If you are a big fan of offensive baseball with teams trading home run for home run all game long, this Saturday night in Cleveland was not the night for you. Unless of course your next favorite thing is free baseball. In which case, you would have loved this one.
Danny Salazar, a crucial piece of the Indians rotation in 2016 (minus the postseason) had been sidelined for the past month and a half dealing with a shoulder injury. His last start was on May 27th and his last MLB appearance was June 3rd. He would go toe to toe with Blue Jays ace Marcus Stroman who entered the contest with an impressive record of 9-5 and a 3.10 ERA.
Salazar set the tone early (and I mean EARLY) by striking out the side to start the game, doing it all on 12 pitches. Out of those 12 pitches, 11 were fastballs, and absolute heaters at that. Salazar would continue to torch batters all game long, moving his fastball around the zone with ease and topping out at 98 MPH. Not too shabby for someone who hadn’t pitched in a major league game in over 30 days. When Danny did decide to feather in some off-speed stuff, it was nasty. Blue Jay hitters were chasing changeups and sliders out of the zone consistently en route to a 8 strikeout performance for the Dominican right hander.
“It was very impressive”, said Tribe manager Terry Francona. “He came out throwing strikes, he had velocity, he attacked. That was really impressive”.
The Tribe offense would strike first in the bottom half of the 4th, as with runners on the corners and only one away, Edwin Encarnacion hit a screamer towards Blue Jays third baseman Josh Donaldson who did not field it cleanly, allowing Michael Brantley to reach second base and Francisco Lindor to score. Donaldson did not receive an error on the play, rather, it was ruled a fielder’s choice as Encarnacion was thrown out at first.
Toronto would not answer until the 8th frame. With Salazar cruising but still only on his first start back from injury, Terry Francona decided to pull Danny (who was only at 85 pitches and seemed to have complete control of his fastball still) in favor of reliever Andrew Miller. Toronto first baseman Justin Smoak would clobber the first pitch thrown by Miller, depositing the ball into the right field seats to level things at 1.
The Tribe would put runners in scoring position in both the 8th and 9th, but were unable to convert. Toronto also had their chances at the dish but could not score anyone, sending the game to extras.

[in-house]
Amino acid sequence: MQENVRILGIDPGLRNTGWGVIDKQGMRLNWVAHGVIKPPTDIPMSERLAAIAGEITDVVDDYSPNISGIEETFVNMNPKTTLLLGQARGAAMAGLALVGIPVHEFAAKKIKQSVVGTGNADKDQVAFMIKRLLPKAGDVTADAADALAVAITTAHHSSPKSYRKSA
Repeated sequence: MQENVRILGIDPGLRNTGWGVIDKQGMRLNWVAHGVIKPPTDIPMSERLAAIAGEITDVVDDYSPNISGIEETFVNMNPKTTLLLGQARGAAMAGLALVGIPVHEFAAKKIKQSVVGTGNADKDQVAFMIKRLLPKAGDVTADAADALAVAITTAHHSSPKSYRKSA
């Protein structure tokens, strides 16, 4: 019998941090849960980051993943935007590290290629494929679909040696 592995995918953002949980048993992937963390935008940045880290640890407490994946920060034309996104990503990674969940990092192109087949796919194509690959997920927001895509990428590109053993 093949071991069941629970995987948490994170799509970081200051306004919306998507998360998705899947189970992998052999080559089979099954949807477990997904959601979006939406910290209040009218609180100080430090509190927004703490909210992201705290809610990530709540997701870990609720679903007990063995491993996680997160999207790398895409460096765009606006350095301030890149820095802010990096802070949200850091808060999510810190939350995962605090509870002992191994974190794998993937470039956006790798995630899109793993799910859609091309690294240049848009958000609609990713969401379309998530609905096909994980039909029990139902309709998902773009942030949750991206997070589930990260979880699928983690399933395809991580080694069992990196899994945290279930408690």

In the end, it would be none other than Francisco Lindor who played hero for the home faithful. Frankie found a pitch to his liking, literally just as the rain had started up again downtown, and sent an absolute rocket to right that was a no doubter the second he made contact. Lindor would trot around the bags with that enormous smile and receive a friendly assault from his teammates at home, giving the Indians a 2-1 win to even the weekend series up. The homerun was good for Lindor’s first walk-off long ball in his career, and fans certainly don’t expect it to be his last.
“I wasn’t trying to win the game, I was just trying to get on base!” said Lindor in his post-homerun interview, acknowledging Brantley and Ramirez, due up after him, both as top 3 hitters in the league. “I finally got the barrel to the ball”.
The biggest gripe fans had was the decision to pull Salazar (evident by the number of angry phone calls you could hear on the radio on the way home from the game), however, when you pull a guy who hasn’t started in 30+ days for arguably the most reliable bullpen setup guy in the game, it’s hard to fault that. One would much rather have Danny Salazar come playoff time than lose him over a late game injury in mid-July because he got pushed too hard.
The final line for Marcus Stroman would be 1 earned run on 5 hits with 7 strikeouts and 5 walks through 7 and 2/3 innings. For Salazar, it was 0 earned runs on 1 hit with 8 strikeouts through 7 innings. Bryan Shaw would receive the win despite a cascade of boos from the fans when he entered the game (I guess we all hate the guy with a 1.20 ERA???) and Toronto reliever Danny Barnes would be hit with the loss. Shaw is now 3-4 on the year while the loss dropped Barnes to 2-3.
The unsung heroic play of the game (excluding the walk-off here) came from Michael Brantley in the 9th. Jose Bautista would send a towering fly ball to the track and left, giving Darwin Barney (the runner on first) the idea that he could tag up and move to second to get in scoring position. Brantley fired a laser from the track right into the glove of Jose Ramirez who would lay down the tag on Barney, a crucial double play that really got the momentum back in Cleveland’s favor after it had been deflated by Justin Smoak.
The Tribe will look to win the series tomorrow as Corey Kluber will square off against J.A. Happ of the Blue Jays at 1:10. Check out the link below to re-watch Frankie’s walk-off blast! (Courtesy of MLB.com)
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